However, given MOAT has been able to achieve an average of over 15% for almost eight years now, I think its unique approach is clearly successful. I invest in this ETF myself. And I'm hoping, and expecting, that it will play a role in getting my portfolio to seven figures and beyond one day.

Suzanne Frey, an executive at Alphabet, is a member of The Motley Fool’s board of directors. Motley Fool contributor Sebastian Bowen has positions in Alphabet, Apple, Berkshire Hathaway, Coca-Cola, Microsoft, Nike, Wesfarmers and VanEck Morningstar Wide Moat ETF. The Motley Fool Australia's parent company Motley Fool Holdings Inc. has positions in and has recommended Alphabet, Apple, Berkshire Hathaway, Microsoft, Nike, and Wesfarmers. The Motley Fool Australia's parent company Motley Fool Holdings Inc. has recommended the following options: long January 2024 $47.50 calls on Coca-Cola and long January 2025 $47.50 calls on Nike. The Motley Fool Australia has positions in and has recommended Wesfarmers. The Motley Fool Australia has recommended Alphabet, Apple, Berkshire Hathaway, Nike, and VanEck Morningstar Wide Moat ETF. The Motley Fool has a disclosure policy. This article contains general investment advice only (under AFSL 400691). Authorised by Scott Phillips.

More on ETFs

ETF spelt out on cube blocks with rising arrows.
ETFs

Are these record-breaking ASX ETFs now too expensive to buy?

Should you ever buy an ETF at an all-time high?

Read more »

A smiling woman with a satisfied look on her face lies on a rug in her home with her laptop open and a large cup on the floor nearby, gazing at the screen. researching new ETFs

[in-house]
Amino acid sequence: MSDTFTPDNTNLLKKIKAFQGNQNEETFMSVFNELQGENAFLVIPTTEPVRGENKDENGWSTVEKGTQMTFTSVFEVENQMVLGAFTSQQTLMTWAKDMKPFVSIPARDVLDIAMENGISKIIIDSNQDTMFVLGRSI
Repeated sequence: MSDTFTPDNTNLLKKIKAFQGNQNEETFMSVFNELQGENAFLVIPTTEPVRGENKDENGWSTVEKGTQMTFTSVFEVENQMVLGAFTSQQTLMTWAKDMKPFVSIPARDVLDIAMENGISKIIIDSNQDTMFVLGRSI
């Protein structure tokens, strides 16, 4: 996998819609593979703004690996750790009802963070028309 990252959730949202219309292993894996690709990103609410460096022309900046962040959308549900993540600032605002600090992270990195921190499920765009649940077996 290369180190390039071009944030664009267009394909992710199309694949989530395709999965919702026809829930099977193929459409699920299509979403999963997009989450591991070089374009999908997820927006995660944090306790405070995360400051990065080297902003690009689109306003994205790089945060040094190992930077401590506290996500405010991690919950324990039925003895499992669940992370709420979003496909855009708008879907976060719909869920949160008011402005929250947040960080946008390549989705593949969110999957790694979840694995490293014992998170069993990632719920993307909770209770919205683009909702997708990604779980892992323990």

ETFs

Why Vanguard MSCI Index International Shares ETF (VGS) is a great buy for almost anyone

I love this ETF for its portfolio.

Read more »

Hand of a woman carrying a bag of money, representing the concept of saving money or earning dividends.
ETFs

Buy these ASX ETFs for easy passive income

These ETFs could be great options if you're looking for easy income.

Read more »

digitised face hovering above share investor looking at computer screens
Share Market News

The pros and cons of buying the Global X Fang+ ETF (FANG) right now

Should we take a bite of the FANG ETF?

Read more »

A young man wearing glasses writes down his stock picks in his living room.
ETFs

3 reasons to buy another ASX ETF over the Vanguard Australian Shares Index ETF (VAS)

Here’s why the VAS ETF may not always be the best choice.

Read more »

ETF spelt out with a rising green arrow.
ETFs

3 excellent ASX ETFs to buy in March

Here are a few ETFs to consider this autumn.

Read more »

a man smiles broadly as he holds up five fingers on one hand and two fingers on the other hand.
Technology Shares

How to invest in the magnificent seven stocks on the ASX

Want to invest in the magnificent seven? It's easy on the ASX.

Read more »

A man holding a cup of coffee puts his thumb up and smiles while at laptop.
ETFs

14% in 4 months: How has the Vanguard Australian Shares ETF (VAS) managed it?

These ETF investors have had a massive few months.

Read more »